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Kyrenia (Greek: Κερύνεια, Turkish: Girne) is a town on the northern coast of Cyprus, noted for its historic harbour and castle. Internationally recognised as part of the Republic of Cyprus, Kyrenia has been under Turkish occupation since the Turkish invasion of Cyprus in 1974. Once predominantly inhabited by Greek Cypriots, Kyrenia's population consists now largely of Turkish Cypriots and settlers from Turkey.



Prehistoric and ancient times

Kyrenia dates to the end of the Trojan War when many settlers arrived there from Achaea in the Peloponnese and established towns in the district. Evidence from archeological sites excavated in and around the town of Kyrenia evidence settlement since the Neolithic period, 5800-3000 BC. Moreover, many Mycenaean, Geometric and Achaean tombs dating from 1300-500s BC, have also been discovered. A fine climate, fertile soil and an abundance of water offered ideal conditions for the town's early settlement.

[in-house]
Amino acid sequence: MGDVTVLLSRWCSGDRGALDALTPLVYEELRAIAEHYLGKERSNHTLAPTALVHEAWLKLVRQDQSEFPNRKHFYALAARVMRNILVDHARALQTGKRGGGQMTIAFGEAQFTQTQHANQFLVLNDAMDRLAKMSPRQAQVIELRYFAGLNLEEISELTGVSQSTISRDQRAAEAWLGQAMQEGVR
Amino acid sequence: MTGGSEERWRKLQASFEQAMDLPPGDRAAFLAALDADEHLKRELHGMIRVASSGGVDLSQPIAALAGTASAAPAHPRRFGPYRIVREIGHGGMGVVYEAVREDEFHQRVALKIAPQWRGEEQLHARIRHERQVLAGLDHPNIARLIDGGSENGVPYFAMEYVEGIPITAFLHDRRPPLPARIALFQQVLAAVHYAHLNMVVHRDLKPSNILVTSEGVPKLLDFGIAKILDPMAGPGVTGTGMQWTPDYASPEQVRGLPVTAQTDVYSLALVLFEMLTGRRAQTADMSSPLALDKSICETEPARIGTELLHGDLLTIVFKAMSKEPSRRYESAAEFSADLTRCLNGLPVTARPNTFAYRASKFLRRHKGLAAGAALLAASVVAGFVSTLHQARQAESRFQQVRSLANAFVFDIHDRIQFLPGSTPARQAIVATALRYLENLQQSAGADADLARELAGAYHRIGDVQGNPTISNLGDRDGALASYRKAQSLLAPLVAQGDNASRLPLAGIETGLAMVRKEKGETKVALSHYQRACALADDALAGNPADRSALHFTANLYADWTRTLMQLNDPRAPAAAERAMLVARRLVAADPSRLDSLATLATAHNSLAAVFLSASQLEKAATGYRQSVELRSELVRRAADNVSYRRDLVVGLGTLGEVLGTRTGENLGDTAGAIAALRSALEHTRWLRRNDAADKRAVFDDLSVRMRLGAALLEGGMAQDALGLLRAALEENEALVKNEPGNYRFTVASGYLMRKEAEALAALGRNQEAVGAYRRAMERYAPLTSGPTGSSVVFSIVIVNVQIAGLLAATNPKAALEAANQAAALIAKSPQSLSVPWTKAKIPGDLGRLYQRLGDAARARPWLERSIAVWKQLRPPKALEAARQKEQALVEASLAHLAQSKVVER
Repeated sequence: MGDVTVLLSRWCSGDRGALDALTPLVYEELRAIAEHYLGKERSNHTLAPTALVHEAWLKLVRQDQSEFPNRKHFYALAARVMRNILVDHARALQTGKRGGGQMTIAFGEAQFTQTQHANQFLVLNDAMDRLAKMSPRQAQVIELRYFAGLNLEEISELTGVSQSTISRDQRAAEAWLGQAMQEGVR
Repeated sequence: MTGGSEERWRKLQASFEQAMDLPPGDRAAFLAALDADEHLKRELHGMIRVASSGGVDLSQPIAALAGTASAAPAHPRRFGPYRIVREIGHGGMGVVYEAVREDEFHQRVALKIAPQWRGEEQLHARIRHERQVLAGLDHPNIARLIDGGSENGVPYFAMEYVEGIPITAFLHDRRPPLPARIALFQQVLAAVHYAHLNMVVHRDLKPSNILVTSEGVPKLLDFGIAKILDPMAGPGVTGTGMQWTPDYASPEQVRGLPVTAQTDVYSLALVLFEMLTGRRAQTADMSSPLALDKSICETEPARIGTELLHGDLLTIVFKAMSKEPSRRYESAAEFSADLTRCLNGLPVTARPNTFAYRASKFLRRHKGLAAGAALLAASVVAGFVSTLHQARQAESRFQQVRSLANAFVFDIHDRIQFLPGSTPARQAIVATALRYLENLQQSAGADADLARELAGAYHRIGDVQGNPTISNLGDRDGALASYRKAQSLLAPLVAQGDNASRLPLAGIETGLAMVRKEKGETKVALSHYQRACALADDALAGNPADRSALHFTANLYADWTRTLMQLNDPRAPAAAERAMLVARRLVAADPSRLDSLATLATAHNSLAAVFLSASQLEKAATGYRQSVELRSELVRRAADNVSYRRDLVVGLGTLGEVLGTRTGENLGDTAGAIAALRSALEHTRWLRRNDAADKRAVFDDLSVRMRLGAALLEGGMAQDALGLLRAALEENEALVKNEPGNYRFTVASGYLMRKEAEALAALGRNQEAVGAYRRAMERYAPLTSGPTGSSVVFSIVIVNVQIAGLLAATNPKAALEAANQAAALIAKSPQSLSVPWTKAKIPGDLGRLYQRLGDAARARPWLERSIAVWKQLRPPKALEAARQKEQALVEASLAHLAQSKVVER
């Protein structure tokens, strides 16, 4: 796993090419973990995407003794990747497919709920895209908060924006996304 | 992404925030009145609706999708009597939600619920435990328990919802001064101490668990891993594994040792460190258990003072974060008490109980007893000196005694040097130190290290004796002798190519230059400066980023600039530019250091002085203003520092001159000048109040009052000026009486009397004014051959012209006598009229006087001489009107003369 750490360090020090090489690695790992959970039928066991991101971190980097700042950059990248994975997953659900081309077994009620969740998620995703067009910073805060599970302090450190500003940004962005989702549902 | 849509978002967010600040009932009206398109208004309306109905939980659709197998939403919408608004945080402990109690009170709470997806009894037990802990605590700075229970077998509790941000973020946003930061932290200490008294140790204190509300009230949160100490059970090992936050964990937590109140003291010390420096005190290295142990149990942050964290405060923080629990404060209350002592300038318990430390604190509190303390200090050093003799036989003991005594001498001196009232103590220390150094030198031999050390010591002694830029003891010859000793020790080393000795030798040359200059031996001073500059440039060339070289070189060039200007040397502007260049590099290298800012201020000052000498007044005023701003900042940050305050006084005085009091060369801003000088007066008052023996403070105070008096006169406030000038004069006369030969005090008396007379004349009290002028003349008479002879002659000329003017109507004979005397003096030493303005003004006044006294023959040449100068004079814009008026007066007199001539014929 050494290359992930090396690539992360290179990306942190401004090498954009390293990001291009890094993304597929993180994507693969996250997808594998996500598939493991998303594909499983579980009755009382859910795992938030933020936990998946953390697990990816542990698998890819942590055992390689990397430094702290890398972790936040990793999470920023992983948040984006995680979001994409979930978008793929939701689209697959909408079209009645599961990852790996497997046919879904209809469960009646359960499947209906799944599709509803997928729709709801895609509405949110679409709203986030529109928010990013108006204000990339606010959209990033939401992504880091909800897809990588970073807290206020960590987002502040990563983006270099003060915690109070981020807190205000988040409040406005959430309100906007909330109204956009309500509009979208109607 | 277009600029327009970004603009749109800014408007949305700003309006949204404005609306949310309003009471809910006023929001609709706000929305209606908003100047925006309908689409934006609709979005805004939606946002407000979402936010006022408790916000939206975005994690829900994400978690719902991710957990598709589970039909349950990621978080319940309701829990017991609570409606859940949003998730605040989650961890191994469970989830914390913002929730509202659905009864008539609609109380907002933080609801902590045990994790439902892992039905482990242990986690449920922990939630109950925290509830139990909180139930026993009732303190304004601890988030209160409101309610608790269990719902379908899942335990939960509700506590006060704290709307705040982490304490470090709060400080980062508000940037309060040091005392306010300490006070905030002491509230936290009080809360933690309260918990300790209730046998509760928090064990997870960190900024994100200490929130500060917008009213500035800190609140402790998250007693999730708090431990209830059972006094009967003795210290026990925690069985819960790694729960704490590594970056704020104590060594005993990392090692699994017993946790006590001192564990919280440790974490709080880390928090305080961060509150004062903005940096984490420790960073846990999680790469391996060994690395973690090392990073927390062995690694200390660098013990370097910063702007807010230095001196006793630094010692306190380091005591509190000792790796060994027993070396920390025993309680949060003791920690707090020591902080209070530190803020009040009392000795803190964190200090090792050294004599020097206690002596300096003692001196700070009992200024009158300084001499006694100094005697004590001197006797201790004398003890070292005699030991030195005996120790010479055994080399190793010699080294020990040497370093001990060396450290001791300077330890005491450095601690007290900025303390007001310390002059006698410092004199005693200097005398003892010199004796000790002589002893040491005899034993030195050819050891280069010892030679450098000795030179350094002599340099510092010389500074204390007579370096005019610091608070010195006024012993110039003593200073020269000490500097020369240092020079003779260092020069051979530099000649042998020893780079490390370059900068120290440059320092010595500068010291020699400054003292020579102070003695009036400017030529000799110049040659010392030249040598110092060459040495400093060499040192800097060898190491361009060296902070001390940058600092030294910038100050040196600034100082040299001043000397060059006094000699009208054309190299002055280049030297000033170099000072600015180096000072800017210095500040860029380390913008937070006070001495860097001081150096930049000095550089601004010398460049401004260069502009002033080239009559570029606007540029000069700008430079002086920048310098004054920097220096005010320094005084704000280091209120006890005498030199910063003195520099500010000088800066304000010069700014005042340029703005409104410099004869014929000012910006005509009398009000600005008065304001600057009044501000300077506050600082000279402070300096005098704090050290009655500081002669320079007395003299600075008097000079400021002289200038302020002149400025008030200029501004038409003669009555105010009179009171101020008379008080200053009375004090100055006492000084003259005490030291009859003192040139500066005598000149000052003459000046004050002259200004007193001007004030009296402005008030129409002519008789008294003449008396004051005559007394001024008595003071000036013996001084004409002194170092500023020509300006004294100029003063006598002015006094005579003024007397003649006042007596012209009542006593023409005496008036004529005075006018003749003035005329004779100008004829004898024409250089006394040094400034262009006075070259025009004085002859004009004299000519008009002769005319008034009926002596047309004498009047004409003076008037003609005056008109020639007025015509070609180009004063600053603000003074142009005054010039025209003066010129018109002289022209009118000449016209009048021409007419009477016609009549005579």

Cepheus from Arcadia is believed to be the founder of the town of Kyrenia. A military leader, he arrived at the north coast of the island bringing with him many settlers from various towns in Achaea. One such town, located near present-day Aigio in the Peloponnese, was also called Kyrenia. East of Kyrenia lays the «Coast of Achaeans». It was at Kyrenia, according to Strabo l (14.682.3),that Teucer came first ashore, to found the ancient Kingdom of Salamis after the Trojan war.

The earliest reference made to the town of Kyrenia is found, together with that of the other seven city kingdoms of Cyprus, in Egyptian scripts dating from the period of Ramesses III, 1125-1100s BC.

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